[A deceitful bow never hits its target.  That is the picture Paul uses with the word “sin” (hamartia) in Romans 3:23.  Sin always “misses the mark” of God’s glory.]

Without Yahweh, who was Israel’s strength (Psalm 28:7), they would fall helplessly prostrate at the feet of her captors.  God wanted to redeem them again, but they would fall at sword-point, matching their own destructive role in the collapse of the monarchy (7:3-7).  In other words, they will reap what they sow.

Egypt, watching Ephraim’s pro-Assyrian policy reduced to shambles, will have the last laugh (v. 15).

“For Hosea, who treasured the rich grace manifested in the exodus (13:4-5) and who longed for Israel’s new answer which would signal a new exodus (2:14-15), letting the last word of this substantial section (5:8-7:16) go to Egypt must have been painful indeed” (David Hubbard, Hosea, p. 153).

Further Evidences of Faulty Repentance (Hosea 6:7-7:16)

In Hosea 6 we’ve seen an apparent, though shallow, repentance of Israel, seeking God’s healing.  However, God’s appraisal of their repentance is that it was “like a morning cloud, like the dew that goes early away.”  He wanted “steadfast love,” something that would not only last, but would also express a deep and real change in their hearts.

Starting in 6:7, Hosea again enumerates the sins of Israel and Judah, illustrating why they were ripe for judgment.  Verse 7 begins with a strong contrast from what God desired from them.  He wanted “steadfast love” and “knowledge of God”…

7 But like Adam they transgressed the covenant; there they dealt faithlessly with me. 8 Gilead is a city of evildoers, tracked with blood. 9 As robbers lie in wait for a man, so the priests band together; they murder on the way to Shechem; they commit villainy. 10 In the house of Israel I have seen a horrible thing; Ephraim’s whoredom is there; Israel is defiled. 11 For you also, O Judah, a harvest is appointed, when I restore the fortunes of my people.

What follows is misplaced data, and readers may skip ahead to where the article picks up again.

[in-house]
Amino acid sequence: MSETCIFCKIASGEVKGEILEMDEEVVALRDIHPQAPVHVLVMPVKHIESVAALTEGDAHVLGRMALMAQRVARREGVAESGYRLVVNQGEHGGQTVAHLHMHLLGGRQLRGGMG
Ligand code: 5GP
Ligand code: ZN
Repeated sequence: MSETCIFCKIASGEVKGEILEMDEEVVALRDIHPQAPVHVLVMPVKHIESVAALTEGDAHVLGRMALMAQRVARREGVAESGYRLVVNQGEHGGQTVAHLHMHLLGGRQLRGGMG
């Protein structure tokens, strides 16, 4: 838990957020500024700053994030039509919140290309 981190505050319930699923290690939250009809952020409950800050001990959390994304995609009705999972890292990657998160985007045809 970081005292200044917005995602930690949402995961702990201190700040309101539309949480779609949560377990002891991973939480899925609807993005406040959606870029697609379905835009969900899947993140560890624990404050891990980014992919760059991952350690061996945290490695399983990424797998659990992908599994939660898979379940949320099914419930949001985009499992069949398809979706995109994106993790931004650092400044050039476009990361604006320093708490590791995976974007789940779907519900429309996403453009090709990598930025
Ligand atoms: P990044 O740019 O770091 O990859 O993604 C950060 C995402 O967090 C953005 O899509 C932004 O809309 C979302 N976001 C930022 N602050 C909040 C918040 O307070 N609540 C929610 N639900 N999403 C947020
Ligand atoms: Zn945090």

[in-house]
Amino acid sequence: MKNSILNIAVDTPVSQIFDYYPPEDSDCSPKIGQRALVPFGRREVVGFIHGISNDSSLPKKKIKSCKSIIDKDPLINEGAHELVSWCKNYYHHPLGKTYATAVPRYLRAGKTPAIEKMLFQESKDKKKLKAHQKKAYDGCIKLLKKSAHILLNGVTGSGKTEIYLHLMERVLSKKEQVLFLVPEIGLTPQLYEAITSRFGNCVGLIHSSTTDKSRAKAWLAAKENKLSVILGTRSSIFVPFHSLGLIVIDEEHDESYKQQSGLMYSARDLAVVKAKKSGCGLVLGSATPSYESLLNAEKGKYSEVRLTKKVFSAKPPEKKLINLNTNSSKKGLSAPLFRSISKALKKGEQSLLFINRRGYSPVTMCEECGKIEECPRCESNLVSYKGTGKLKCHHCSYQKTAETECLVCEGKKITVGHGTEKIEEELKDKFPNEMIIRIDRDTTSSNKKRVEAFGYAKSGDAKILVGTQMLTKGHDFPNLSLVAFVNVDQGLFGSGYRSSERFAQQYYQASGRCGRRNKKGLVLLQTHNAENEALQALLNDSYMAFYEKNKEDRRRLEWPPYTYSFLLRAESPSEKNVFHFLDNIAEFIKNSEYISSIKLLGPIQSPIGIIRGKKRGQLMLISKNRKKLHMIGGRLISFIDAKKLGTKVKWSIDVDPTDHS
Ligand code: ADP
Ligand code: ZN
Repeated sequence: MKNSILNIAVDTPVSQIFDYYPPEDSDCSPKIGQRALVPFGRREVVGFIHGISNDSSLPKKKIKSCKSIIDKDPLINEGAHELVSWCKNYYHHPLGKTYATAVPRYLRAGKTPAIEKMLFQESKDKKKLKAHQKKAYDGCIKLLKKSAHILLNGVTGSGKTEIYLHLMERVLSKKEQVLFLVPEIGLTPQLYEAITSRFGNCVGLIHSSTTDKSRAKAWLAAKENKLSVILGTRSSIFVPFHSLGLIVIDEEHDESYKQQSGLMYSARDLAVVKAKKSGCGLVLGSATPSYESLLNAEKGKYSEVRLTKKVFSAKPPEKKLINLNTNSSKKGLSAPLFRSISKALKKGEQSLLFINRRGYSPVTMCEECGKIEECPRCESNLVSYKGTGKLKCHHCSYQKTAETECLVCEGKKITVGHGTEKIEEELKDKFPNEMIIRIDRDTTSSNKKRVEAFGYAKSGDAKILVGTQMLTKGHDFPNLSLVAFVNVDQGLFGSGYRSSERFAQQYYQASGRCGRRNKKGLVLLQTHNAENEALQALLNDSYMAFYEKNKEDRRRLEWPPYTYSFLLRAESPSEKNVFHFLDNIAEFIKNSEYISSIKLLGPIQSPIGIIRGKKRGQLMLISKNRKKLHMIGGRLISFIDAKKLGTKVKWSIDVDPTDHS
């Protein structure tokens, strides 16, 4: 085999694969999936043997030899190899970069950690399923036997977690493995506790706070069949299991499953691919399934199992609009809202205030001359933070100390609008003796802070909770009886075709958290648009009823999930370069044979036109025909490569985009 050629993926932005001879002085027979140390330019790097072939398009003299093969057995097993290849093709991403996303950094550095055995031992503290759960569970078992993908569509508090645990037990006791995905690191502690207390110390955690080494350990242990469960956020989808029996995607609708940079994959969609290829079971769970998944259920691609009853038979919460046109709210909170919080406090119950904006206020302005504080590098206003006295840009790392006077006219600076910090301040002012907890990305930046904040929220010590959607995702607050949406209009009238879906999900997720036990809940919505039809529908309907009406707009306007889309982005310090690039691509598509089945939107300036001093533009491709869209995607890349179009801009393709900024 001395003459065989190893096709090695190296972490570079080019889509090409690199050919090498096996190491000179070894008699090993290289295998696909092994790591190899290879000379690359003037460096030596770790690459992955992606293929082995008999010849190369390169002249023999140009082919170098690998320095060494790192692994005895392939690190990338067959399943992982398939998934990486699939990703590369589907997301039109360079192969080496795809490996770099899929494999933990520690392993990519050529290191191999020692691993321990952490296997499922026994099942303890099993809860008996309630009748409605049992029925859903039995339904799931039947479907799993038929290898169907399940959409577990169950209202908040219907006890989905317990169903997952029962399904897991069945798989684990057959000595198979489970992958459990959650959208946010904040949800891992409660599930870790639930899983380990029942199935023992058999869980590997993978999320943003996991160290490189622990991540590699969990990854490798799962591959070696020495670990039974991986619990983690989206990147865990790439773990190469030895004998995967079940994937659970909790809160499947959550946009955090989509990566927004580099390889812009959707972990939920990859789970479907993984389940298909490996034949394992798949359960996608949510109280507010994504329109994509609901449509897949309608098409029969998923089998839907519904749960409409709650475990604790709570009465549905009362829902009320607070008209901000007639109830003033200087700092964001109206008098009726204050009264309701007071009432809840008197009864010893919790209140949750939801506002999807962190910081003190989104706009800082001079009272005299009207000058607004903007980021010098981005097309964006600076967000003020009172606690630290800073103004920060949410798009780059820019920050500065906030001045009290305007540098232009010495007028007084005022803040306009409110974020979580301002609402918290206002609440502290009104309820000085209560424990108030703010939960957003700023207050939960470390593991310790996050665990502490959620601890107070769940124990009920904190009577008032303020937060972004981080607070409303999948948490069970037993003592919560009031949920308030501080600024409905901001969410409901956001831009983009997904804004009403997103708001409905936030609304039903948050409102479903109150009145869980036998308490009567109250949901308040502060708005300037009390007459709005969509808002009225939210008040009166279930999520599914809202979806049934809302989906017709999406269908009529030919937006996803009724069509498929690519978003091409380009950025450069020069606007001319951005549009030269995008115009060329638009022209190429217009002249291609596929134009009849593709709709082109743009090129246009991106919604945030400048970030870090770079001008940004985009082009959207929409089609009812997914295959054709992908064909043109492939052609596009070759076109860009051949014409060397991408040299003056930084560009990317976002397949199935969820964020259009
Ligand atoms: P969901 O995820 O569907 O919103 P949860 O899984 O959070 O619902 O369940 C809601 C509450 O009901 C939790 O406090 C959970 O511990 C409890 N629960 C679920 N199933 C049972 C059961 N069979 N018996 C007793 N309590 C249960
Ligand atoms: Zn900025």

Aside from the brief dramatization of the nation’s return to God pictured in 6:1-3, we pick up the detailing of Israel’s sins and Yahweh’s leveling of judgments against Israel that began in chapters 4 and 5.

The section begins with the charge that Israel had “transgressed the covenant” (6:7a).  That is, they had broken some covenant, the breaking of which was said to be “like Adam.”

This could refer to the literal, historical father of the human race, who “broke covenant” by disobeying God’s direct order not to eat from the fruit of the “tree of the knowledge of good and evil.”  If it is a reference to Adam, it just represents the first in an endless stream of human beings who have broken covenant with their God.

Also, it would highlight the high place of blessing that Adam occupied, as God’s crowning creation in the garden, only to turn away from God’s blessing.

And, as Adam was driven from God’s presence in the garden because of his sin, so Israel would be driven from their homeland.

Another possibility is that this refers to some unknown covenant betrayal at a place called Adam.  References to other place-names in verses 8 and 9 may support this view.

Map showing Adam and Gilead

The town of Adam was on the east bank of the Jordan River in Gilead, about one-third of the way north between the Dead Sea and the Sea of Galilee, near the Jabbok tributary.  It is mentioned in Joshua 3:16 as the place where the waters stood in a heap when the Jordan parted.

In this case, it could refer to the Mosaic covenant, which was broken at that place.

Duane Garrett suggests that, although it is the place that is focused upon here, the prophet is also making a pun based on the name of the original transgressor.  His meaning is, “Like Adam (the man) they break covenants; they are faithless to me there (in the town of Adam).”

The result is that they “transgressed the covenant,” the agreement between them and their sovereign and “dealt faithlessly with me.”  That last statement, along with 8:1 (“they have transgressed my covenant and rebelled against my law”) makes it virtually certain that the “covenant” in view is the Mosaic covenant.

In addition, the kinds of sins and curses pronounced in the Sinai covenant dovetail precisely with the warnings of the prophet: the end of agricultural prosperity, military disaster, foreign exile, the demise of their offspring, and a return to slavery in Egypt.  In sum, the crisis in Israel was Israel’s failure to keep covenant.

Israel’s sins are worse than simply violating the code of law: they repudiate the gracious covenant that is the foundation of their life and hope and relationship with the living God.

But what is the treachery to which he refers?  Hosea 6:8–9 might provide the answer, if we understand verse 8 as referring to Adam—which was in the region of “Gilead”—as the “city of evildoers” and verse 9 as describing the act of evil committed there: priests murdering Israelites on their way to Shechem.  This would indeed be treachery against the covenant under which Israel lived (Ex. 20:13).